Thursday, June 30, 2016

Second Guessing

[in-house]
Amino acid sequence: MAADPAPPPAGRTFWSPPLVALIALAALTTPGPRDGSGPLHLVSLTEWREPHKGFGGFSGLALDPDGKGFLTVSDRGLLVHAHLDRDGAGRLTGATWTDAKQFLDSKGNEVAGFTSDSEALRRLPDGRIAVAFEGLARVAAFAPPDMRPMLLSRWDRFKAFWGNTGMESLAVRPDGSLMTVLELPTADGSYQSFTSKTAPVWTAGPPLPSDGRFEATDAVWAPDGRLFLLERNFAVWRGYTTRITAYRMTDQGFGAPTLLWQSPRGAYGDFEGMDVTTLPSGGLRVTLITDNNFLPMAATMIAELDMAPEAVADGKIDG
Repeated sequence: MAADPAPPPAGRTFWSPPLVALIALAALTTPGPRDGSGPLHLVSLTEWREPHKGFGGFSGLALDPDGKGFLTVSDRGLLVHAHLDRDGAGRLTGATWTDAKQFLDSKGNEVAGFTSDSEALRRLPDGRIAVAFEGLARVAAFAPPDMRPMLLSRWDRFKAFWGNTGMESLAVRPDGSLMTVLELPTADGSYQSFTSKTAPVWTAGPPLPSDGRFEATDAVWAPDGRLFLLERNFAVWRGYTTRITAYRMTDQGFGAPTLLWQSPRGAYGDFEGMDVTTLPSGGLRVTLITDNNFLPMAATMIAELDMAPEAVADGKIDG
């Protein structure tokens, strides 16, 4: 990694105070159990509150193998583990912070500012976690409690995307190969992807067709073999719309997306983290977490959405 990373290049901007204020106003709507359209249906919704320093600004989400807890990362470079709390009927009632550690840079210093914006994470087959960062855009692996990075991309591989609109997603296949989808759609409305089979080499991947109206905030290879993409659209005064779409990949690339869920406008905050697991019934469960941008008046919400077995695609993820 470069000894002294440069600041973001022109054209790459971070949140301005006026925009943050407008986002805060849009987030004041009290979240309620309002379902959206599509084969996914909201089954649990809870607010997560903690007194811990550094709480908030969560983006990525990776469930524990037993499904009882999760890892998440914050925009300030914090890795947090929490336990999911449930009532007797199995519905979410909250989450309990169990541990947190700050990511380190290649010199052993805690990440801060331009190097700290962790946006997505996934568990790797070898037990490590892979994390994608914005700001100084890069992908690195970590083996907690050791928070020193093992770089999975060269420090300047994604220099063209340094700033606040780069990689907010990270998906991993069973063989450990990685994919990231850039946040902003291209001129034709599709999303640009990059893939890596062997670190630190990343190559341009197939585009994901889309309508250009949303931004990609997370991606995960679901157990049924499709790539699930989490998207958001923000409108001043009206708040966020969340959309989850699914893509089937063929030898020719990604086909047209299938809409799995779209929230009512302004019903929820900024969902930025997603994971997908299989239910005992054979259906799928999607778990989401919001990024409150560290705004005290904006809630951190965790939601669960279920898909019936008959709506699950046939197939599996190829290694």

To close the loop on my Brexit posts you would think I would be very happy.  I thought that the market overreacted.  To attempt to profit from that belief, I took a large long position in US equities after the initial drop.  The market did in fact bounce back and I covered at a tidy profit.  So I should be very happy, right?  Here once again is where the insidious psychology of investing arises.  In fact, I turned out to be "righter" than I gave myself credit for. As the chart below shows within six days the market had rebounded almost fully from the Brexit collapse.  But I profited from only part of the bounce back because I covered early.  My rational side says you made a good choice be happy and forget it.  But my emotional side continues to second guess.  This second guessing is the final aspect of what makes investment decision making so psychologically difficult.  Even when things go well, they could have gone better.  So don't feel bad if you second guess.  Most everyone does.  Just try to prevent it from guiding your investment decision making.


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